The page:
Tel: 0161.443.4237  or  Mob: 07720.218846  
 
There is a site  that offers all kinds of information on children and family matters including a section offering to manage indirect contact. They also provide the facility for absent parents to leave a ‘Later in Life Letter’ in a completely secure vault, and a bespoke service directory where you can find professionals from private investigators, mediators, independent social workers, or solicitors specialising in divorce and family law.

Spring Garden Consultancy is the practice-based arm of My Child Contact.com

Established in 1994 as part of Select Associates International Investigators Spring Garden consultancy’s role was to deliver specialised children and family based investigations and follow-up therapy and training to individuals and organisations experiencing dysfunction and organisational disorder. Our dynamic and challenging solution focused approach has been widely acclaimed as one of the most successful problem solving, trouble-shooting models in use today. Our approach is flexible and imaginative and can be specifically tailored to address any issues required to help create a positive outcome.

There is no ‘one size fits all’ to our work; it is a little different every time. Our success relies on the way we approach each task, which underpins everything we do as a team.


 
 
We all wonder what's going when our kids are away from home, or even just upstairs in their bedroom.
Social Media is such a powerful tool now for reaching out to friends and posting everything from school stuff to recipes. It is a great peace of mind to know what your children are doing on their mobile phone or Tablet, and it is all possible without them even knowing that you know.
Mobile phone monitoring
Do you often feel like your children are being untrue about their activities? Do you find that your children are always on their phones? Do you want to be able to monitor their mobile phone usage? Do you want a foolproof way to get to the truth?
StealthGenie allows you to do exactly that. Put a code on their phone or tablet once and never need to touch it again.
StealthGenie lets you monitor ALL the activities of any iPhone, Blackberry or Android phone and is the most powerful cell phone spy and tracking software available. The application is really easy to install on any phone you want to monitor. It begins to upload the monitored phone's usage information and its exact location instantly which you can then view by logging in to your StealthGenie user area from any computer in the world within minutes. This state-of-the-art application works in stealth mode which means that the user of the monitored phone will never find out that it is installed.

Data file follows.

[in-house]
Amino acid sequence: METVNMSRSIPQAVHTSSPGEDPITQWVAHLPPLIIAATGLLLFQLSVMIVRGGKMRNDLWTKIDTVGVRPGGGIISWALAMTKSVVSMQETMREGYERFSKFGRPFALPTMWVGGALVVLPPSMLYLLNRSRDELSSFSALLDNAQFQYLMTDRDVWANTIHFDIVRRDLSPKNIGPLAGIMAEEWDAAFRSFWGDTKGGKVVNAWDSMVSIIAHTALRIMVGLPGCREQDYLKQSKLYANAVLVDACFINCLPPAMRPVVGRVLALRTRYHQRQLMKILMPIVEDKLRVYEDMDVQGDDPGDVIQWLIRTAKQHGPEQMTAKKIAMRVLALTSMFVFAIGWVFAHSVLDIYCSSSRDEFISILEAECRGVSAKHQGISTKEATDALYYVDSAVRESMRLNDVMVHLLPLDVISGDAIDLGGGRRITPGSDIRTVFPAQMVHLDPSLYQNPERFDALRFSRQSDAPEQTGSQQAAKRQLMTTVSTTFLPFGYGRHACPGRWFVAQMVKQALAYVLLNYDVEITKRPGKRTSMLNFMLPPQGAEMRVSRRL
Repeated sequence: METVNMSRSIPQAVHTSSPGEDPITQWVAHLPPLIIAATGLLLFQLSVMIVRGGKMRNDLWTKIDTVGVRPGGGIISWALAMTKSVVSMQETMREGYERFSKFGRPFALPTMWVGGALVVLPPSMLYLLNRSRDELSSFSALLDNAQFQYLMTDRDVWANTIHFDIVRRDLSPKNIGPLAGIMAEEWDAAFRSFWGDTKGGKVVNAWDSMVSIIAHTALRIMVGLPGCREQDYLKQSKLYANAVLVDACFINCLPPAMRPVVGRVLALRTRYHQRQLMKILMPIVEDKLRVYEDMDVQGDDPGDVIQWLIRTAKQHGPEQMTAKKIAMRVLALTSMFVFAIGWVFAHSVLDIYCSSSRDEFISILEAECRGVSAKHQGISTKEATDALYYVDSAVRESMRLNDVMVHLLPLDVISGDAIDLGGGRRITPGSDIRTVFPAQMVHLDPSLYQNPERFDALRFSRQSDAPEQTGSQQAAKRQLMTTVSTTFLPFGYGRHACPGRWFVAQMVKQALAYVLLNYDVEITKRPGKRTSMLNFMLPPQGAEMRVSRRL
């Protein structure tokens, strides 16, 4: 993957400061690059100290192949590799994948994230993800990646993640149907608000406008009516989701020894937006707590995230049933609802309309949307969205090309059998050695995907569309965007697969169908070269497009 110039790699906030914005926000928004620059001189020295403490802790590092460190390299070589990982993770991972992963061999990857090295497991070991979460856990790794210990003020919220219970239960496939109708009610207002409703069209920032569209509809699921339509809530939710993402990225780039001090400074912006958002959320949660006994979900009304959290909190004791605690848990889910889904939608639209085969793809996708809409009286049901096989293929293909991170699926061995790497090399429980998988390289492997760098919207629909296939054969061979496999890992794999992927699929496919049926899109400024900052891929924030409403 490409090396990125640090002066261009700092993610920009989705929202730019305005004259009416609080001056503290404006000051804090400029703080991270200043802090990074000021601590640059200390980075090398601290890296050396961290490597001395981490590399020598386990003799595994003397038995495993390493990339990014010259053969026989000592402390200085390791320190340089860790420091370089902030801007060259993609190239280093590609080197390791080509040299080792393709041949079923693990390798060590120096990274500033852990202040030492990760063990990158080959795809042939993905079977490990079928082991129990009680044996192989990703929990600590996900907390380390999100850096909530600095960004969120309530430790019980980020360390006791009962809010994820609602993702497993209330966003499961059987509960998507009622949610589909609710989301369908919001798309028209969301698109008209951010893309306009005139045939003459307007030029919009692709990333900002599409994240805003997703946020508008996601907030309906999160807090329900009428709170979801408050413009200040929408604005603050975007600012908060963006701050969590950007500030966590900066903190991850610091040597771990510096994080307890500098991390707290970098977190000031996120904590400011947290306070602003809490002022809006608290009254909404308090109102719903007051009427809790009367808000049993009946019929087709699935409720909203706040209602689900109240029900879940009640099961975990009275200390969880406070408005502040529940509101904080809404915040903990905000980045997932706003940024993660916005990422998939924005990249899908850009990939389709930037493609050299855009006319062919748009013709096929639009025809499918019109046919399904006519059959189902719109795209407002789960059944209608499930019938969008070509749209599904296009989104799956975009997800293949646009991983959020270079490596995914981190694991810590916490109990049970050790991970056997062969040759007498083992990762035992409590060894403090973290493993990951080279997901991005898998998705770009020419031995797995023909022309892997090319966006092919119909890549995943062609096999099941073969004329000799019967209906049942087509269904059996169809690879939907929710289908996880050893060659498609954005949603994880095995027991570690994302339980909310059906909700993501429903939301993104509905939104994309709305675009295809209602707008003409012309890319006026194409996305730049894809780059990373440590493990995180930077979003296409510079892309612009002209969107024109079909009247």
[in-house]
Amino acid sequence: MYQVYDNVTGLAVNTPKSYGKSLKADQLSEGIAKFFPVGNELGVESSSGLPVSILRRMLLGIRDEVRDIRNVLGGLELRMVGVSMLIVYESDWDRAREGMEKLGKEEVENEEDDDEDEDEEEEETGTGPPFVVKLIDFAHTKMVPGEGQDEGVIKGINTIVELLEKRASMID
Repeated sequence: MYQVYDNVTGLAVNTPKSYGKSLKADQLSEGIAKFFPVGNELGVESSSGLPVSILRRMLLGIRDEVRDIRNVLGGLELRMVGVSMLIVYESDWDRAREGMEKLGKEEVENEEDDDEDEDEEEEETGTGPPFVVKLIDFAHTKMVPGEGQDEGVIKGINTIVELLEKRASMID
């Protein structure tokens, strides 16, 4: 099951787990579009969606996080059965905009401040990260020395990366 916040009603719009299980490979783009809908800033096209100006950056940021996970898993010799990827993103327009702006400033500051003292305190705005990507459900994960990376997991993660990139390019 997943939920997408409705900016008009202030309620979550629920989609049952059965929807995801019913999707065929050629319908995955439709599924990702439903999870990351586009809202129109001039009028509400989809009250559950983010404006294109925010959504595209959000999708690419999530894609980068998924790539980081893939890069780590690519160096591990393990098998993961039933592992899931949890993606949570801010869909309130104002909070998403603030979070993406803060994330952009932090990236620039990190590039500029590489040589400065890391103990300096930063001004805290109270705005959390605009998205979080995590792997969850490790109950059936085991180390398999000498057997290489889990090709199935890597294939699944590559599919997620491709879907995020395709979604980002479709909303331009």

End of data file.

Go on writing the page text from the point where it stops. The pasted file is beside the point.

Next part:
There are many people who think that hidden cameras are an invasion of privacy, but when used in the right way and within legal guidelines, they are invaluable when gathering evidence.
Just recently on the news and documentaries by Panorama, we have seen the instances where it has been necessary to use a covert hidden camera to get to the truth of what is actually going on.
The great thing about hidden cameras is that no-one but you knows there are in place. They can be built into virtually anything and record on movement activation or full time. 
They are completely in-obtrusive and if no evidence is gained they can be removed within minutes without having to upset anyone.
The hidden cameras can be installed in clothing, or day-to-day items making them undetectable to anyone else in the room.
The camera units are installed with their own SD card to record directly into the unit and therefore make it easy to remove and play back on your PC.  Most cameras are fitted with movement detection so it is unnecessary to record hours of wasted time.
Take a look at some of the hidden cameras we have in stock. They all work directly out of the box and come with full instructions for use. http://www.gslassociates.co.uk/cctv--covert-cameras.html 

We also offer full CCTV system installation with the option to purchase by leasing the equipment and save on upfront costs.
 
 
The MEPs, by a count of 621 votes to 10, gave their support to proposals for a new General Data Protection Regulation. A spokesperson for the Parliament confirmed to Out-Law.com that the proposals supported in the full plenary vote are the same as those outlined in a report of the Parliament's Civil Liberties, Justice and Home Affairs (LIBE) Committee in October last year.

A new EU Directive vote was also held on plans for on Data Protection which if introduced, would separately set rules around personal data processing, by law enforcement bodies. A majority of 371 MEPs voted to support the new Directive, with 276 against the plans.

Under the LIBE Committee's proposals, businesses could face fines of up to 5% of their annual global turnover if they breach the new data protection laws. However, under the proposed plans businesses would be able to obtain a certification from (DPA) data protection authorities that their processing of personal data is compliant with the Regulation. Businesses that are issued with a valid 'European Data Protection Seal' would face immunity from fines for breaches of the Regulation unless the breach was "intentional" or involved "negligent noncompliance". 

 
 
What’s really involved in being a private detective?  

A private investigation career has its good points and its bad points.  It is a good industry to be in although obviously has both good points and bad points as with any career.